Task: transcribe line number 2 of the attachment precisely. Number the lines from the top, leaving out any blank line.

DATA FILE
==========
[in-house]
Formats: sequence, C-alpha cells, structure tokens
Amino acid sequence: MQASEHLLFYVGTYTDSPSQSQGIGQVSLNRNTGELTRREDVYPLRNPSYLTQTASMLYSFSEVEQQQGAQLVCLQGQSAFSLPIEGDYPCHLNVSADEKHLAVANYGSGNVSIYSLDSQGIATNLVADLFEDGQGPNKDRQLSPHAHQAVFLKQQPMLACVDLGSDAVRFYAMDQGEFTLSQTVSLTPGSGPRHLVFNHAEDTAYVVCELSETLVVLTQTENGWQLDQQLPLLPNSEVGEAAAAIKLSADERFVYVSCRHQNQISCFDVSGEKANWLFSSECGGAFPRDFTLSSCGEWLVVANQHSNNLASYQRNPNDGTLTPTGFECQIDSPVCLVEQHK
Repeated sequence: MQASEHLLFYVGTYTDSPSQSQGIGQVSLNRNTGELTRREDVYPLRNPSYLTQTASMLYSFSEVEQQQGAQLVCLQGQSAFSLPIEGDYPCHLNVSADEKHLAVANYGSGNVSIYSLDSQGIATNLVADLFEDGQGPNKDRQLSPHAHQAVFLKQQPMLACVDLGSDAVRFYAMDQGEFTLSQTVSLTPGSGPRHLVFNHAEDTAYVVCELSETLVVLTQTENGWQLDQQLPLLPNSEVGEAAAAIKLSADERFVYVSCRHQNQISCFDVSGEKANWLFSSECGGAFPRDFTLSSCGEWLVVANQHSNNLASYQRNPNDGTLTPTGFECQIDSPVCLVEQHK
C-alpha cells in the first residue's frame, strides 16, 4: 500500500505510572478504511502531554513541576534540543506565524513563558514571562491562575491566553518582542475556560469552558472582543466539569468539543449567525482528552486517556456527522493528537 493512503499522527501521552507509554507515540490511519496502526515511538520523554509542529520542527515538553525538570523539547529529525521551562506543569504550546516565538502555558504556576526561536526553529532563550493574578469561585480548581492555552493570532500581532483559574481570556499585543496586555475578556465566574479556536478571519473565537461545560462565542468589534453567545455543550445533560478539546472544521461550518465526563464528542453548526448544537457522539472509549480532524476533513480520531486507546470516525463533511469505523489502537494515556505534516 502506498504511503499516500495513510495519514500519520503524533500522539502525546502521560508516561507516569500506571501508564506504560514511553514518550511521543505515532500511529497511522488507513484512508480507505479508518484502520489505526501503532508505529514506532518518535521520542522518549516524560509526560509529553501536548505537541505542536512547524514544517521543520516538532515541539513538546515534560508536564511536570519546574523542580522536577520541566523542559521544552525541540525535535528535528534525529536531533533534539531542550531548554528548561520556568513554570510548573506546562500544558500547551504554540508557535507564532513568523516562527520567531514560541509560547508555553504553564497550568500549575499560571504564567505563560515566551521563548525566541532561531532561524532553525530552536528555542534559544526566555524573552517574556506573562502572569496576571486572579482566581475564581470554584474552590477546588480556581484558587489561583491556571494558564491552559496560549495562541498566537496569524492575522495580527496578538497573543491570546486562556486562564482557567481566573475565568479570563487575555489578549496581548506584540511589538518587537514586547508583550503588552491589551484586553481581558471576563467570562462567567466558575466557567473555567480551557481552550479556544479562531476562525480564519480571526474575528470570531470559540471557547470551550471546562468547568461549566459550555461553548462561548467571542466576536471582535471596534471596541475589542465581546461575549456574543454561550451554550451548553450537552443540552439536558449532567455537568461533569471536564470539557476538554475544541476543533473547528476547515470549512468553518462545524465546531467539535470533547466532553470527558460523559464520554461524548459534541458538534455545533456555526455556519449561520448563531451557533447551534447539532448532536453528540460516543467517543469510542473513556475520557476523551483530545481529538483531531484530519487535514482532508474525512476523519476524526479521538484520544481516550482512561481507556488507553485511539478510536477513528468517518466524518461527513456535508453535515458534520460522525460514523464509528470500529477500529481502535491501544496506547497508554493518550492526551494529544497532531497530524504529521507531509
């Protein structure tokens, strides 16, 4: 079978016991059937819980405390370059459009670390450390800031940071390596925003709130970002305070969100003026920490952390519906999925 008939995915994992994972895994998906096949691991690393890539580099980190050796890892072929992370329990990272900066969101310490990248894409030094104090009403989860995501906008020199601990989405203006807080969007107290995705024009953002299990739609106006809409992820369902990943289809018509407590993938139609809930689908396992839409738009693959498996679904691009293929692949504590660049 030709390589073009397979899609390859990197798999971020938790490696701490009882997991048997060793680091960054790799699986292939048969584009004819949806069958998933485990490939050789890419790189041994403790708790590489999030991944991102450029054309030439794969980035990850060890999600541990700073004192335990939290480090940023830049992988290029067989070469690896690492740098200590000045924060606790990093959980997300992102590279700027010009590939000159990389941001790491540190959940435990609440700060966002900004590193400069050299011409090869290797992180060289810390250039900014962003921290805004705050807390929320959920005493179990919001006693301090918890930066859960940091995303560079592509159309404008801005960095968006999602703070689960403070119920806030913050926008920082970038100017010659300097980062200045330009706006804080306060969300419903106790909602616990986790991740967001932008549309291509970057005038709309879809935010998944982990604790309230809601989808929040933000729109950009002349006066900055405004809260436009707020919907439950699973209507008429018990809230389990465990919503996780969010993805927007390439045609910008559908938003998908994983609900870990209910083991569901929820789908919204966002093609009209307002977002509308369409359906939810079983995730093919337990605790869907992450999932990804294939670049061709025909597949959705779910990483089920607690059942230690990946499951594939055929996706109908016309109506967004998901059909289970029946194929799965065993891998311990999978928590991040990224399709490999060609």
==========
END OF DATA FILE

Formats: sequence, C-alpha cells, structure tokens